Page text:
Intel's current implementation of trusted computing has vulnerabilities in two separate components, allowing it to be circumvented, two security researchers claimed Tuesday.
The technology, known as Intel's Trusted Execution Technology (TXT), comprises a set of extensions to the processor's instruction set as well as additional hardware, such as the Trusted Computing Module (TPM), a central component of the Trusted Computing Group's vision of cryptographically secured hardware. The two researchers, Rafal Wojtczuk and Joanna Rutkowska of Invisible Things Lab, claimed to have found flaws in specific Intel system software (corrected) and a design issue that, together, would allow an attacker to "compromise the integrity" of any software loaded by the TXT boot loader, the duo stated on Tuesday.
Because Intel's Trusted Execution Technology is not widely deployed, the company has time to fix the issue, Rutkowska said.
"This doesn't affect normal users today," Rutkowska said in an e-mail sent to SecurityFocus. "TXT is a new upcoming security technology, almost not used today. Our research should be of most interest to system developers, who might be thinking about implementing TXT to secure their products, processor/chipset/OEM vendors, (and) some government agencies."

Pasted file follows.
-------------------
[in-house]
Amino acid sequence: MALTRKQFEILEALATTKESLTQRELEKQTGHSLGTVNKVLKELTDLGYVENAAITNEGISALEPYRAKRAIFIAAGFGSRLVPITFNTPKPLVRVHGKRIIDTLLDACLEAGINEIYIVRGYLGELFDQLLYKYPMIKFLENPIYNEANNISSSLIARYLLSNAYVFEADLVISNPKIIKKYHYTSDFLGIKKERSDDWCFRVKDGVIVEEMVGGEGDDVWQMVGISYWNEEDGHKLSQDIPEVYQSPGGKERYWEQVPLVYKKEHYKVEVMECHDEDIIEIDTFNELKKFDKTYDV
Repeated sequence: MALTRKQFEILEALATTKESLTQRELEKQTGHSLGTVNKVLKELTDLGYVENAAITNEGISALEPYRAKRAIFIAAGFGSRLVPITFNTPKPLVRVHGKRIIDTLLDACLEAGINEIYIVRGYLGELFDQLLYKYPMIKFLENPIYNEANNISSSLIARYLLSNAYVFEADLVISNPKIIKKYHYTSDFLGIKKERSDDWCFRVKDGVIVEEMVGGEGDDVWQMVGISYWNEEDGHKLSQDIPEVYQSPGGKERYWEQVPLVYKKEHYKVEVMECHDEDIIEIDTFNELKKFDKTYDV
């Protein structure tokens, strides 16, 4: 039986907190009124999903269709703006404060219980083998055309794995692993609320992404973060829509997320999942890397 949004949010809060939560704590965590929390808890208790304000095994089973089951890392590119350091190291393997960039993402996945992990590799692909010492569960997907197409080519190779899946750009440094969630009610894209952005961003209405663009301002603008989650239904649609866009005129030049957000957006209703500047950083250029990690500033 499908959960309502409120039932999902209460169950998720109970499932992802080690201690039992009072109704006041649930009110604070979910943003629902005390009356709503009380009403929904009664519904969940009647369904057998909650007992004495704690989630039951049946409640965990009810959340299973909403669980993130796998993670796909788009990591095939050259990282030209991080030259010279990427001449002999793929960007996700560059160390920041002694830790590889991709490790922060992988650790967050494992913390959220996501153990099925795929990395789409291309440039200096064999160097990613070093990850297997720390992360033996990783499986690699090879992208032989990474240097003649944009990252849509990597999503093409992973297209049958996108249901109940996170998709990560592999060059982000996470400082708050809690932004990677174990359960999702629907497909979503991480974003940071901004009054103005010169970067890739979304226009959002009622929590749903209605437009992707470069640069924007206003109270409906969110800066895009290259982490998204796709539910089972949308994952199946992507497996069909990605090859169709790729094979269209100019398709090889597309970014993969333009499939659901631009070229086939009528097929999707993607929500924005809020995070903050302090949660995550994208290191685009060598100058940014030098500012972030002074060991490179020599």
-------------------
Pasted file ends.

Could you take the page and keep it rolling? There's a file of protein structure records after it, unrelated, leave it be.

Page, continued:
Computer makers are increasingly adopting hardware encryption to help secure desktop and laptop computers as well as mobile devices from malicious attacks and data breaches. In 2004, Intel announced it would create security hardware, known as LaGrande, to lock down certain devices. Microsoft announced similar efforts, dubbed the Next Generation Secure Computing Base, to prevent the copying of sensitive data and prevent malicious attacks. Both technology visions became part of the security platform proposed by the Trusted Computing Group, of which both Microsoft and Intel are members. Intel renamed LaGrande as the Trusted Execution Technology (TXT).
The researchers had contacted Intel last November with some details of their research and followed up with more information in December. They plan to release their research at the Black Hat Security Briefings next month.
Intel confirmed that it had been contacted by the two researchers, but could not confirm the details of the attack. The company planned to have members of its security team attending the presentation, a spokesperson said.
"We are not yet talking about what the particular fix would be for this," the Intel representative said. "We are working with (the researchers) to establish the extent of the problem."
CORRECTION: The original article identified an incorrect piece of software as the origin of the flaws found by the researchers. The vulnerabilities are allegedly present in system software developed by Intel.
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Posted by: Robert Lemos